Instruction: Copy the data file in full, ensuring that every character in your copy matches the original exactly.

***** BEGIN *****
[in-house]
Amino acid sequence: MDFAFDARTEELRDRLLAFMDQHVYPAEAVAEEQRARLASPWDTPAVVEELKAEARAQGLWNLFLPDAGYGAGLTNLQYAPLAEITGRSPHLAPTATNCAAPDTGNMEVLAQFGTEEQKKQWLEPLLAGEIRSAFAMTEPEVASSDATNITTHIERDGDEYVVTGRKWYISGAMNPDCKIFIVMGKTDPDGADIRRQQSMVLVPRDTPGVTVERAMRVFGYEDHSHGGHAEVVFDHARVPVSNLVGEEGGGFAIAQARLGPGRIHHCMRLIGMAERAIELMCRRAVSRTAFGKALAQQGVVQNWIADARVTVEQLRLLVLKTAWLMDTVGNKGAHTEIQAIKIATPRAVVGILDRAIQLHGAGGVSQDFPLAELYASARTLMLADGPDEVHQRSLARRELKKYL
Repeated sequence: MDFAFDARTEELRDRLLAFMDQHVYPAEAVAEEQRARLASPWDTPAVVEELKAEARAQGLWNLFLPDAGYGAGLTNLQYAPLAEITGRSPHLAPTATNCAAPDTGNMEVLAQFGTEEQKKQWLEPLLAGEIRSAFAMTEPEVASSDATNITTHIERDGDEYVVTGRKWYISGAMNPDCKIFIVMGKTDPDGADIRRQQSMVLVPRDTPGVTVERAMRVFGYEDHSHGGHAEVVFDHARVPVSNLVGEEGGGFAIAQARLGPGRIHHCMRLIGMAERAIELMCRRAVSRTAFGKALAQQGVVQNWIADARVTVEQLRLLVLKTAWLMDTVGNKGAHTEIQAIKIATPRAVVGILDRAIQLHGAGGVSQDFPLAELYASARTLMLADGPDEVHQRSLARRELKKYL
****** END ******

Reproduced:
[in-house]
Amino acid sequence: MDFAFDARTEELRDRLLAFMDQHVYPAEAVAEEQRARLASPWDTPAVVEELKAEARAQGLWNLFLPDAGYGAGLTNLQYAPLAEITGRSPHLAPTATNCAAPDTGNMEVLAQFGTEEQKKQWLEPLLAGEIRSAFAMTEPEVASSDATNITTHIERDGDEYVVTGRKWYISGAMNPDCKIFIVMGKTDPDGADIRRQQSMVLVPRDTPGVTVERAMRVFGYEDHSHGGHAEVVFDHARVPVSNLVGEEGGGFAIAQARLGPGRIHHCMRLIGMAERAIELMCRRAVSRTAFGKALAQQGVVQNWIADARVTVEQLRLLVLKTAWLMDTVGNKGAHTEIQAIKIATPRAVVGILDRAIQLHGAGGVSQDFPLAELYASARTLMLADGPDEVHQRSLARRELKKYL
Repeated sequence: MDFAFDARTEELRDRLLAFMDQHVYPAEAVAEEQRARLASPWDTPAVVEELKAEARAQGLWNLFLPDAGYGAGLTNLQYAPLAEITGRSPHLAPTATNCAAPDTGNMEVLAQFGTEEQKKQWLEPLLAGEIRSAFAMTEPEVASSDATNITTHIERDGDEYVVTGRKWYISGAMNPDCKIFIVMGKTDPDGADIRRQQSMVLVPRDTPGVTVERAMRVFGYEDHSHGGHAEVVFDHARVPVSNLVGEEGGGFAIAQARLGPGRIHHCMRLIGMAERAIELMCRRAVSRTAFGKALAQQGVVQNWIADARVTVEQLRLLVLKTAWLMDTVGNKGAHTEIQAIKIATPRAVVGILDRAIQLHGAGGVSQDFPLAELYASARTLMLADGPDEVHQRSLARRELKKYL